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Grass Finished Beef:
The seven rules that lead to consistent tenderness and flavor

Grass Finished Beef

This article series explores the seven most important considerations that you need to account for in your cattle finishing program to produce consistently tender and flavorful grass finished beef.  

In the conventional grain fed beef industry the finishing stage demands a completely separate feeding strategy, typically using a specially formulated feed ration and a confinement feeding system (feedlot) far removed from the grass pastures where the calves were born and raised.

Grass finishing, on the other hand, is merely an extension - a refinement - of the same pasture production strategies used during the cow/calf and stocker stages of the beef production process, which I've discussed in the CattleGrazing, Fencing, and Water sections of this website.

However, what sets this finishing stage apart from earlier stages of the beef production process is the meticulous attention that must be paid to all the little details in order to consistently produce tender, flavorful beef.

What are all those little details?

They are summarized below as the Seven Unbreakable Rules for Producing Great Beef:


Seven Rules for Producing Great Beef

These rules are very simple, but very strict. Break any one of them and all your beef finishing efforts will be wasted. Obey them and you will consistently produce tender, nutrient-rich, flavorful grass finished beef.

Use the links within each of the seven rules below to explore each rule in detail and learn how to apply them to your pasture finishing strategy:

The Seven Rules for Producing Great Beef

  1. Microscopic fat cells within the muscle fibers makes meat tender.

  2. The 'finished weight' when an animal is fat enough for slaughter will vary from breed to breed and depends on the frame size of the individual animal.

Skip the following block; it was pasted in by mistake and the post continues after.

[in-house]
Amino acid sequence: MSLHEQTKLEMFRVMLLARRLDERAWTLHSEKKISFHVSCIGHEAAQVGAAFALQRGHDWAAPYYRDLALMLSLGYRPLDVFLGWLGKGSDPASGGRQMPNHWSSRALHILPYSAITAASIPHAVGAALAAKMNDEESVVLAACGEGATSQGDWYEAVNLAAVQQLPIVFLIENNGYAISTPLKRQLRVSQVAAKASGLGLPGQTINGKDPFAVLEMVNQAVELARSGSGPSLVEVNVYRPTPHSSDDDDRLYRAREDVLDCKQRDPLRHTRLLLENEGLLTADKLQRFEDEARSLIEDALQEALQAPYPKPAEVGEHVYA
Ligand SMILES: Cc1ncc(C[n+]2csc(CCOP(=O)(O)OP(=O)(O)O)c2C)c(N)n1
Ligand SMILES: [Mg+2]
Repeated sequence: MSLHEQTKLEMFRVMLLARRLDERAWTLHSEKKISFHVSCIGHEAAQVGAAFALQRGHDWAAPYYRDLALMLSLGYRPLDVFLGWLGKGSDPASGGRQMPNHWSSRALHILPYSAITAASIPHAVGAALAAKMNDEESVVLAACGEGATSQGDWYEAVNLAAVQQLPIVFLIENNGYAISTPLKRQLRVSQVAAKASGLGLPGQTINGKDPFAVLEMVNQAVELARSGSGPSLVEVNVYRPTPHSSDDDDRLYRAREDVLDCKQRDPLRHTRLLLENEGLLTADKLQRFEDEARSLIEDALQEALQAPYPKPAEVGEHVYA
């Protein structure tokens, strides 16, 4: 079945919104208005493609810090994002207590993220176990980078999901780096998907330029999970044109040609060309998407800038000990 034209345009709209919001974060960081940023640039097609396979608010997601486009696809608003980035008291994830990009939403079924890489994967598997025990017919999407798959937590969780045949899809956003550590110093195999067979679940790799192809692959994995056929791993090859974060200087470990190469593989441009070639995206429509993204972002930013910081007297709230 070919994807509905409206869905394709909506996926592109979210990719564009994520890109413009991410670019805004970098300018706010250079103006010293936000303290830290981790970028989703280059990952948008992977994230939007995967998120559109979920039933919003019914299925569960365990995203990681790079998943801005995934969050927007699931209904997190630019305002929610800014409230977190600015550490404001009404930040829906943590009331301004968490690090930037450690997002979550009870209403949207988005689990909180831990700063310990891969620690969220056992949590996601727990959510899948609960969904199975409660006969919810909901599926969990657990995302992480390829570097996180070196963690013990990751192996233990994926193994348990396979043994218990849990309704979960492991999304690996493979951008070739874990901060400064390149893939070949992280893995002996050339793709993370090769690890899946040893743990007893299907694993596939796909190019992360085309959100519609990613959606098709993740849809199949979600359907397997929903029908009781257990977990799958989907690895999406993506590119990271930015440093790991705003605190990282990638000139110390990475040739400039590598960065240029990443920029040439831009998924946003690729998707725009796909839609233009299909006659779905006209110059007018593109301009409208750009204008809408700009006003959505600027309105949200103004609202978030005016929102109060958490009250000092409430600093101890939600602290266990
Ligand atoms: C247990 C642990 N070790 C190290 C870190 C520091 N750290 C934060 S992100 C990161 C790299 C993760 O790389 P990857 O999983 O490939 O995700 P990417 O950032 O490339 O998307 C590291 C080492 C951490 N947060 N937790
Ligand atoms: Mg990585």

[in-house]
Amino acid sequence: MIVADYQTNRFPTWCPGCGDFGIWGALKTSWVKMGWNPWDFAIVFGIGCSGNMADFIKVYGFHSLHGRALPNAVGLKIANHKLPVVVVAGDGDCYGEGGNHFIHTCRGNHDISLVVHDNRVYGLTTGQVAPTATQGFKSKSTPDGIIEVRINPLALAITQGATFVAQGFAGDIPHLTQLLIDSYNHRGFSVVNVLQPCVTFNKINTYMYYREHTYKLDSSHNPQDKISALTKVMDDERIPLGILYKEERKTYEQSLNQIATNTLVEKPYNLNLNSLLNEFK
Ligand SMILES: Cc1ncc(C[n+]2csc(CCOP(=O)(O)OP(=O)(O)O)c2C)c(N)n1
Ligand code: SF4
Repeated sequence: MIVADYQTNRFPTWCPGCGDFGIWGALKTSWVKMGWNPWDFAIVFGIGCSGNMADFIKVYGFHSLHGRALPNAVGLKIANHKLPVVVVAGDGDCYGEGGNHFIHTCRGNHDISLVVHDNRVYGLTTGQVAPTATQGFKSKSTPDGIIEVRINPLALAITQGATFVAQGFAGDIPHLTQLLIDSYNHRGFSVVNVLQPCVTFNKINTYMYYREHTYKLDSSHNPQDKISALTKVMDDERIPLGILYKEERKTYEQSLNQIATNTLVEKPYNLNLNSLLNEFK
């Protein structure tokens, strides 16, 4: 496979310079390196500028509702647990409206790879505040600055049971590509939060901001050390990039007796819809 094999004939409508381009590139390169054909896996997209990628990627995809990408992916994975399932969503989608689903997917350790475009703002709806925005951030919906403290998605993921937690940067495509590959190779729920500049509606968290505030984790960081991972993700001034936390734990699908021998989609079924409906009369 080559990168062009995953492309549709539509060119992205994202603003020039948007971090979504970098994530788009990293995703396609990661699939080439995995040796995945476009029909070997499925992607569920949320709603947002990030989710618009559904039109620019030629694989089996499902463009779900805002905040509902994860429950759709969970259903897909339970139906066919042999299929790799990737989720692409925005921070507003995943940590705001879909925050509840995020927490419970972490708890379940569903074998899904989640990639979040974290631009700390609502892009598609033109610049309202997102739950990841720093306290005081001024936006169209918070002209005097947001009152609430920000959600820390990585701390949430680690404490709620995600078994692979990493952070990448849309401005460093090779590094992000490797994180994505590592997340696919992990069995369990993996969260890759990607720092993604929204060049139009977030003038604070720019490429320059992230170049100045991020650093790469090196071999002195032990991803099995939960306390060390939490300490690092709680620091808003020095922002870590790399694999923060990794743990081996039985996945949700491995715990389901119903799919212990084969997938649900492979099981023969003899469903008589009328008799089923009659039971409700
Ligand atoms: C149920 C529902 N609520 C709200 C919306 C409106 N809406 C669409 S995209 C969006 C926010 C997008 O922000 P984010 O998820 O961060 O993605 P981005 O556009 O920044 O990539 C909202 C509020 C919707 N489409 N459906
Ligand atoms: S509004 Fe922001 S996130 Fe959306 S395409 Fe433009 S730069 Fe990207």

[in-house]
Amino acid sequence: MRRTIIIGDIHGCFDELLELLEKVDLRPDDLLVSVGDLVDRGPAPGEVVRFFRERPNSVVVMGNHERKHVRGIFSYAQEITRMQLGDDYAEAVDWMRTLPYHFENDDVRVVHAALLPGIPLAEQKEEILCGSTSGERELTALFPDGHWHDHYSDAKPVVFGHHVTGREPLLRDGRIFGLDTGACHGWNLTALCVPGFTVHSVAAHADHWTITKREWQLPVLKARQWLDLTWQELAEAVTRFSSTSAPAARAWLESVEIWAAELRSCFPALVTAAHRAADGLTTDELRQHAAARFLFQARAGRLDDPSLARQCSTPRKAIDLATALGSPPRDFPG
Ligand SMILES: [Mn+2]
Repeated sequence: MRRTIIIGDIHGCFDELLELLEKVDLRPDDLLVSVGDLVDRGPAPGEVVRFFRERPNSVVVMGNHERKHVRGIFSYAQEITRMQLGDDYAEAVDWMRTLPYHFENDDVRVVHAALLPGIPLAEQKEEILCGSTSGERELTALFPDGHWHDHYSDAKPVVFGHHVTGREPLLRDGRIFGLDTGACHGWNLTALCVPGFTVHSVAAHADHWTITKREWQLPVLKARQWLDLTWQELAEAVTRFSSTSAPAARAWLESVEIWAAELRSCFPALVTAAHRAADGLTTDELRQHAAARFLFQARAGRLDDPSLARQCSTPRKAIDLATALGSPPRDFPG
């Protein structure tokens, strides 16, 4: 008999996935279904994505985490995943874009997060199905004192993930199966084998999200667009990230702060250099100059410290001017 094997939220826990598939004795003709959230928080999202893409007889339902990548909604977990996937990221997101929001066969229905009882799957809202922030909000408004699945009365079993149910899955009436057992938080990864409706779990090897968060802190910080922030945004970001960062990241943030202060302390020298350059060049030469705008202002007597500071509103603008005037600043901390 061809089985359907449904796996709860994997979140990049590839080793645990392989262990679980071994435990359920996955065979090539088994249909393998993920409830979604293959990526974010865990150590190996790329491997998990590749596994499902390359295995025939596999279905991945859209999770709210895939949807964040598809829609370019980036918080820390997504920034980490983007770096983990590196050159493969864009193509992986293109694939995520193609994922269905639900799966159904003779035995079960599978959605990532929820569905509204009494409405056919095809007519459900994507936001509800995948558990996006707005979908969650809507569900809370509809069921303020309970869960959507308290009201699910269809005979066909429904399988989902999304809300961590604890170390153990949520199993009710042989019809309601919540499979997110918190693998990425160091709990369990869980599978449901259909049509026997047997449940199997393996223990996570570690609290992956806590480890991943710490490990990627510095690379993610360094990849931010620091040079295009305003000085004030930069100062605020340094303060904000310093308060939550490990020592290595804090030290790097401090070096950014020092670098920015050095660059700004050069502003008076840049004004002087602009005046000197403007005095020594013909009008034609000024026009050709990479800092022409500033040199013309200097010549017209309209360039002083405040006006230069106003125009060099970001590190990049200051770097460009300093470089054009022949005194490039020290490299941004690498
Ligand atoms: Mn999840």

3. A meat animal must be gaining weight at the time it is slaughtered.

  4. Cattle stress makes meat tough and flavorless.

  5. Nutritional stress is as damaging, or more damaging, than handling stress.

  6. The side-effects of stress can last weeks or even months after the stress itself is over.

  7. Cooking techniques are just as important to beef tenderness and flavor as what the farmer does with the cattle on pasture. Switching from cooking grain-fed to grass-fed beef requires a few very simple adjustments.

There are minor differences to how these rules are applied to a grain finishing vs a grass finishing strategy; these differences are discussed within the seven linked articles above. However, ultimately these seven rules apply equally to both grain-finishing cattle in confinement feedlots and to grass-finished beef cattle living on wide open pastures. 

Sear these rules into your brain. Read them again and again until you can recite them in your sleep.

Everything you do while finishing cattle for slaughter must accommodate these seven unbreakable rules. They must be built into the very heart of your cattle finishing strategy.

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Do you have any burning questions about grass finished beef production? Or some more tips on how to grass finish beef cattle?

Share them in the comments box at the bottom of the page or contact me directly through my contact form. And remember to sign up for email notifications or follow me on Google+, Facebook, or Twitter to get notified of future article releases!


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